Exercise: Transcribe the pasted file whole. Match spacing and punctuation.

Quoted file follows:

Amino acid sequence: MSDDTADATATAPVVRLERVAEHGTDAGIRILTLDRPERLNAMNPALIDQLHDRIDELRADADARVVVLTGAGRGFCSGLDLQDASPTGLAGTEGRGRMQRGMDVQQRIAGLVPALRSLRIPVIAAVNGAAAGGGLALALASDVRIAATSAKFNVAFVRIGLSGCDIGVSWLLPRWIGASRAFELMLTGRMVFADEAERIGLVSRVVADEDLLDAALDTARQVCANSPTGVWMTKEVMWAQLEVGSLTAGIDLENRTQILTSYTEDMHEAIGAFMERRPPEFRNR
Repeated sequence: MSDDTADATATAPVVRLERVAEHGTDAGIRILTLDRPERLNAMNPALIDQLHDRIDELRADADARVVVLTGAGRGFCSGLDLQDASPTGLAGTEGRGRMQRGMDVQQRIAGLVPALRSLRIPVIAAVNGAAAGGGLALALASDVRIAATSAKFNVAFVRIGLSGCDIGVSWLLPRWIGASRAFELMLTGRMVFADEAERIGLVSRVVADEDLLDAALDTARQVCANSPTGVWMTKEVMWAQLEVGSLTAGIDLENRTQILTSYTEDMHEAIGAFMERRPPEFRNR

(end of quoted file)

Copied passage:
Amino acid sequence: MSDDTADATATAPVVRLERVAEHGTDAGIRILTLDRPERLNAMNPALIDQLHDRIDELRADADARVVVLTGAGRGFCSGLDLQDASPTGLAGTEGRGRMQRGMDVQQRIAGLVPALRSLRIPVIAAVNGAAAGGGLALALASDVRIAATSAKFNVAFVRIGLSGCDIGVSWLLPRWIGASRAFELMLTGRMVFADEAERIGLVSRVVADEDLLDAALDTARQVCANSPTGVWMTKEVMWAQLEVGSLTAGIDLENRTQILTSYTEDMHEAIGAFMERRPPEFRNR
Repeated sequence: MSDDTADATATAPVVRLERVAEHGTDAGIRILTLDRPERLNAMNPALIDQLHDRIDELRADADARVVVLTGAGRGFCSGLDLQDASPTGLAGTEGRGRMQRGMDVQQRIAGLVPALRSLRIPVIAAVNGAAAGGGLALALASDVRIAATSAKFNVAFVRIGLSGCDIGVSWLLPRWIGASRAFELMLTGRMVFADEAERIGLVSRVVADEDLLDAALDTARQVCANSPTGVWMTKEVMWAQLEVGSLTAGIDLENRTQILTSYTEDMHEAIGAFMERRPPEFRNR